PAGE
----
What was I thinking? If I stayed huddled here any longer, I would surely freeze to death, which would be a completely unoriginal thing to do on a mountain named such as this. The stunted pine tree branch wasn’t providing any shelter at all in the sideways wind, and the rainstorm showed no signs of stopping anytime soon. I was crouched on a decayed log, trying to conserve body heat as water continued to trickle off my rainjacket and saturate my shorts. Leaving my rainpants behind was, on hindsight, a ridiculously ill-conceived decision, but I was already halfway up the side of Froze-To-Death Mountain and I wasn’t ready to back down, even if hypothermia had already begun nibbling at the edges of my health and spirit.
I’d had every reason to hope that this second storm would pass through quickly, for the first thunderstorm of the afternoon had blown through in less than half an hour. I had taken shelter from the initial downpour at the edge of Mystic Lake, beneath a rock outcropping large and cozy enough for a tea party. The sunshine that followed renewed my faith in the success of this expedition into Montana’s Beartooth Mountains.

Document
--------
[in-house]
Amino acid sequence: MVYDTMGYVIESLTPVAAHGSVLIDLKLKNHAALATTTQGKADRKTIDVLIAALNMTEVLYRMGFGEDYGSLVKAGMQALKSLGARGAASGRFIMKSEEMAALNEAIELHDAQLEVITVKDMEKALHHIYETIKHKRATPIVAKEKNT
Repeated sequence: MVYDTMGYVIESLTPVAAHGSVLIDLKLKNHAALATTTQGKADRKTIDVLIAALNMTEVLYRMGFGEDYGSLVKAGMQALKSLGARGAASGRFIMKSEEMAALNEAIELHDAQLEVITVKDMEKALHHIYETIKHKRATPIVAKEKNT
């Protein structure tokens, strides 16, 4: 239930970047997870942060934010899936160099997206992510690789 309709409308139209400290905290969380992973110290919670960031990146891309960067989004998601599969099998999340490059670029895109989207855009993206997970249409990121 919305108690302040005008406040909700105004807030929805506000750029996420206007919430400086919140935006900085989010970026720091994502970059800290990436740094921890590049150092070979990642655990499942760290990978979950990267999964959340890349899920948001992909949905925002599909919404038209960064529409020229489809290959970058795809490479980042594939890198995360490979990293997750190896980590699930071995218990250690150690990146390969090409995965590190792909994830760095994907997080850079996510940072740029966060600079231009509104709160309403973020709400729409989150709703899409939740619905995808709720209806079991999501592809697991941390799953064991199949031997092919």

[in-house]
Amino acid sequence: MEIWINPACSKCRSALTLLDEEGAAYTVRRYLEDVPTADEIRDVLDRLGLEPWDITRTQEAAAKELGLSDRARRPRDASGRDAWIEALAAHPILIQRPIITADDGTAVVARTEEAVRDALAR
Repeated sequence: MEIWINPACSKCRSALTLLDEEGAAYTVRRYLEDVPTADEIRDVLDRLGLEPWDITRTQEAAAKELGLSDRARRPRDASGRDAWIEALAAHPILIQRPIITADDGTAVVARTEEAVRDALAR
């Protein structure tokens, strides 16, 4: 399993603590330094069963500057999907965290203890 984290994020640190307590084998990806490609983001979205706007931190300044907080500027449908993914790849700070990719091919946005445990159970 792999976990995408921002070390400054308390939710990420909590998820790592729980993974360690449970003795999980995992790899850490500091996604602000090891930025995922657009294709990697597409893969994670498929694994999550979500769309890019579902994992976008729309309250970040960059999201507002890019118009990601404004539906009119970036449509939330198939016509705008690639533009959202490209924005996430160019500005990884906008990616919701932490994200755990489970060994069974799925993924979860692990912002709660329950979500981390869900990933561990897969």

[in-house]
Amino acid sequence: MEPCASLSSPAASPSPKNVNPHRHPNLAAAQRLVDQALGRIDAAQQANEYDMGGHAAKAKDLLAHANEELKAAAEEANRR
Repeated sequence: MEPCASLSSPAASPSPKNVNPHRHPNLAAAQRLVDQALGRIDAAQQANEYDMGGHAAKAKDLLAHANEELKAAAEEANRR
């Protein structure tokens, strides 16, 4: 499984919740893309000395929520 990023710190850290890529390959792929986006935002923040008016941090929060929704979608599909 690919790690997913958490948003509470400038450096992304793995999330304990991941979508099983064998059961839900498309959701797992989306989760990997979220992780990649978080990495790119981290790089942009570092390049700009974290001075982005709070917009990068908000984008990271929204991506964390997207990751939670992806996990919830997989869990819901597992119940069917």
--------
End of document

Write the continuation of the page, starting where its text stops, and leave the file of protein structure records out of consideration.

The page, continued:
Now in the midst of the second storm, my success had become dependent upon my ability to keep moving. Gritting my teeth against the uncooperative weather, I hoisted my heavy backpack, cinched my hood tighter, and forced my constricted muscles to carry my chilled body up the switchbacks towards treeline. I was almost embarrassed that I had stayed put for so long.